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The Destruction of Niobe's Children
ex-National Gallery; destroyed 1944
Richard Wilson (1713/14-1782)
The Destruction of Niobe's Children
c.1760 (undated)
Oil on canvas
116.8 x 167.6 cm
46 x 66 in.
ex-National Gallery; destroyed 1944
Eleven of Niobe's children are killed in a dramatic, lightning-filled landscape, which owes much to the influence of Gaspard Dughet and to a lesser extent, Claude-Joseph Vernet. Wilson's stormy setting emphasises the horror of the narrative by the broken trees, reeds bent with the wind, tumultuous seas, the stormy skies, with lightning striking the mountain and the lurid light on the distant horizon.
BI 1814 (165/169 - Niobe); London. International Exhibition 1862 (62); London 1925 (51); Manchester 1925 (60)
Joseph Wilton, sculptor (d. 1803); bt by Sir George Beaumont, Bart; presented by him to the National Gallery, London, 1826; destroyed by enemy action, 1944
This painting was inspired by Ovid's Metamorphoses, Book 6, lines 144-312. Niobe, daughter of Tantalus and Queen of Thebes, is punished for having dared to suggest, because she had seven sons and seven daughters, that she was superior to the goddess Leto (or Latona). Apollo and Artemis, children of Leto, killed all of Niobe's offspring in revenge and she herself wept until she was turned into stone.
D53/35 Niobe from An Italian Sketchbook Victoria & Albert Museum Sketchbook p. 35
D325 The Children of Niobe, The British Museum
D355 Recumbent Male Nude, National Museum Wales, Cardiff
D369 Ascribed to Wilson, Landscape Study, Victoria & Albert Museum
E52 William Sharp and Samuel Smith after Wilson, Niobe, 1788, National Museum Wales, Cardiff (NMW A 11416)
E54 William Sharp and Samuel Smith after Wilson Niobe, 1792, Yale Center for British Art, Paul Mellon Collection, New Haven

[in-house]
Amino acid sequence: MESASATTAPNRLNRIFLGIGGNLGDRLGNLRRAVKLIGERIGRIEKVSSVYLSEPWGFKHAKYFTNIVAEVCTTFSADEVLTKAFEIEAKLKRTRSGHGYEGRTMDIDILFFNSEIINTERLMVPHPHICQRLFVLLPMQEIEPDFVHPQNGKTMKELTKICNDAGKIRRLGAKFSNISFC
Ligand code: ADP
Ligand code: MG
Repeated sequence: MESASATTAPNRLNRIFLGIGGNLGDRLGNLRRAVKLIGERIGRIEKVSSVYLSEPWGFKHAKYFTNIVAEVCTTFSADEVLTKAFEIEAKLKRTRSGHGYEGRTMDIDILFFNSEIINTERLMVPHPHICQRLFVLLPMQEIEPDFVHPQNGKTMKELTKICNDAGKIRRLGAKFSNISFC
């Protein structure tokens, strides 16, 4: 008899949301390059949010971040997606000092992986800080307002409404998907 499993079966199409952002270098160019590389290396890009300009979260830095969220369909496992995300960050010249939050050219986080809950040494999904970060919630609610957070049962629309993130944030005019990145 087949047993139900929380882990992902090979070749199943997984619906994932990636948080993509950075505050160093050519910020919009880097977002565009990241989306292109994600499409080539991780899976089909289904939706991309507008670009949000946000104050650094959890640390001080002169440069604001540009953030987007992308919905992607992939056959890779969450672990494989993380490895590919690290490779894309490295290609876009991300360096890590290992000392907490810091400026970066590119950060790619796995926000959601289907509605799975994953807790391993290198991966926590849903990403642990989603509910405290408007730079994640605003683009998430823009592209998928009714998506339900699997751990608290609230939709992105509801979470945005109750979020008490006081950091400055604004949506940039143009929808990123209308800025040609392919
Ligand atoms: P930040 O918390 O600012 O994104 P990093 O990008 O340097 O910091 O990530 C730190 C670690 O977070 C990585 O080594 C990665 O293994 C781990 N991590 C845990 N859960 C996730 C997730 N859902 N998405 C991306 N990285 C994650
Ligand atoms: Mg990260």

E54A William Sharp and Samuel Smith after Wilson, Niobe, National Gallery of Victoria, Melbourne
E58 William Sharp and Samuel Smith after Wilson, Niobe, 1803, National Gallery of Victoria, Melbourne (1577/3)
E79/1 Samuel Lacey after Wilson, Niobe, The British Museum
E79/3 John Charles Varrall after Wilson, Niobe, The National Gallery, No. 1
E86 William James Linton after Wilson, Niobe, The British Museum
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[1] Gaspard Dughet, The Cascade, late 1660s, Hermitage Museum, St Petersburg
[2] William Hodges (1744-1797) after Wilson, Niobe, graphite, brown and white chalk, 370 x 425 mm, ex-Paul Sandby collection, Christie's 12 December 1981 (40i). Location unknown.
[3] Jacques-Louis David, Apollo and Diana attacking the Children of Niobe, 1772, Dallas Museum of Art, USALocation unknown.
J. Spence, Polymetis, Book 2, London 1747, pp. 96-100 and 111; Booth Notes Doc. 5, p. 1; Edwards 1808, pp. 79, 82-86; Catalogue 1814, p. 20; Smith 1828,vol. 1, p. 139; Hazlitt 1843-44, vol. 1, p. iii, no. 110; Cook & Wedderburn, vol. 4, p. 308; Whitley 1800-1820, p. 183; Borenius 1944; Grant 1945; Waterhouse 1953, p. 176, pl. 142; WGC, pp. 42, 87, 160-63, pl. 18; J. Ziff, 'Backgrounds: Introduction of Architecture and Landscape: A Lecture by J.M.W. Turner', Journal of the Warburg and Courtauld Institute, vol. 26, 1963, pp. 146-47; Sutton & Clements 1968, vol. 2, p. 13, fig. 14
In a lecture given as Professor of Perspective at the Royal Academy on 12 February 1811, J.M.W. Turner remarked, 'In vain did [Wilson's] pictures of Niobe in possession of Sir George Beaumont and the Duke of Gloucester flash conviction of his powers.'